In this blog post
The Essentials to Data Science Success
While the need to leverage AI to tap into data insights is widely acknowledged by organizations, their path to successful AI adoption comes with several challenges. Taking a business-centric approach, hiring the right resources, and building digital data over time are some factors that could heavily influence outcomes. With the need for industries to work in tandem with academia to solve technology challenges, businesses must also focus on augmenting human intelligence with AI by analyzing key success factors, project categorizations, choosing the right approach, hiring, and nurturing the requisite skillet, and getting proactive with predictive and prescriptive intelligence.
GAVS conducted a very insightful webinar on the paths to success for data science. This blog captures some of the key discussion points and takeaways from the webinar titled ‘The Essentials to Data Science Success within Organizations.‘ The link to the entire webinar is available at the end of the blog.
Mr. Balaji Uppili, Chief Customer Success Officer at GAVS Technologies, moderated the session. He has over 23 years of experience in the IT industry. The panelists were: Mr. Vineet Raina, Chief Data Scientist from GS Lab who has over 17 years of IT experience; Mr. Srinath Krishnamurty, Principal Architect, also from GS Lab who has worked across verticals including CRM (retail/finance), Life Sciences, and Healthcare; and Prof. Nandan Sudarsanam who is an Associate professor at IIT Madras and Core Member at the Robert Bosch Center for AI and Data Science.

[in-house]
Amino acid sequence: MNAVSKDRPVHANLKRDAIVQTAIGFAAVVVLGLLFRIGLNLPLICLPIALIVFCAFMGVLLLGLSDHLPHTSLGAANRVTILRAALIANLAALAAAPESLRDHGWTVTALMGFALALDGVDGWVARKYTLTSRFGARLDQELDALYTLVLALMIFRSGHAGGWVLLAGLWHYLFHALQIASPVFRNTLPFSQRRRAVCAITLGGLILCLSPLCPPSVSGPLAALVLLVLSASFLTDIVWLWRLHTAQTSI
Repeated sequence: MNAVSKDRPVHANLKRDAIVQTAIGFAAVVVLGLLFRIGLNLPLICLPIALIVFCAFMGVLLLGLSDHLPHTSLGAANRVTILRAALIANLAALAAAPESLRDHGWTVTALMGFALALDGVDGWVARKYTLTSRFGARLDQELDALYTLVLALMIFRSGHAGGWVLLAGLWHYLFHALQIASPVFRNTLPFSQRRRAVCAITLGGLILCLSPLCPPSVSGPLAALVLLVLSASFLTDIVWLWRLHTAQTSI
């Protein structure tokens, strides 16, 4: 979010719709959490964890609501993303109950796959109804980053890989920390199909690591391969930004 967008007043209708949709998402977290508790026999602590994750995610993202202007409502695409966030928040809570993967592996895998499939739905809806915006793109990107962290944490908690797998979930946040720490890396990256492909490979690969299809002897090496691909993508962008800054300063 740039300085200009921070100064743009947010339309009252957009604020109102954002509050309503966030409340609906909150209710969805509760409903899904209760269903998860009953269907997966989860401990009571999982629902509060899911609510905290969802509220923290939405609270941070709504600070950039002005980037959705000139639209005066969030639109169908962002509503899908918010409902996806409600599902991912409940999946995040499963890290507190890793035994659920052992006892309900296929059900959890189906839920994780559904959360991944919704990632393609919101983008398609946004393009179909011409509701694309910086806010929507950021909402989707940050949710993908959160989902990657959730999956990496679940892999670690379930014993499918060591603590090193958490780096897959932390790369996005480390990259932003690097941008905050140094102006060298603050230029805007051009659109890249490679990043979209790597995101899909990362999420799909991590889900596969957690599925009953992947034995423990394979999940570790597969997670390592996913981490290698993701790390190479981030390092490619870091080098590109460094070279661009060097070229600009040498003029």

AI, ML, and Data Science
Artificial Intelligence is intelligent behavior exhibited by machines – similar to how human beings subjectively describe a scenario, react to situations, and carry out actions. AI can be either rule-driven or data-driven. If it is rule-driven, the intelligent behavior that an artificial agent personifies is subjectively human-defined. An example would be the categorization of emails. To detect and categorize a mail as spam, users can code some rules to identify if the mail is from a certain email address, domain, or keywords. In a data science approach, emails are classified based on past data.
Data science is a broader umbrella that comprises everything related to data. Machine Learning is seen as more of an applied subset of Artificial Intelligence. It is very specific to the fact that an algorithm reacts to data instead of traditional rule-based programming. In ML, the initial steps involve data capturing, data preparation, and then eventually, after machine learning, the models need to be deployed in production.
In the last few years, the possibilities of using data science have immensely increased. People use the umbrella of data mining to analyze data to influence business strategies. There is increasing adoption of these data-driven methods across industries to optimize business processes. These technologies are also helpful to technology leaders to become more aware of new possibilities of growth and new risks.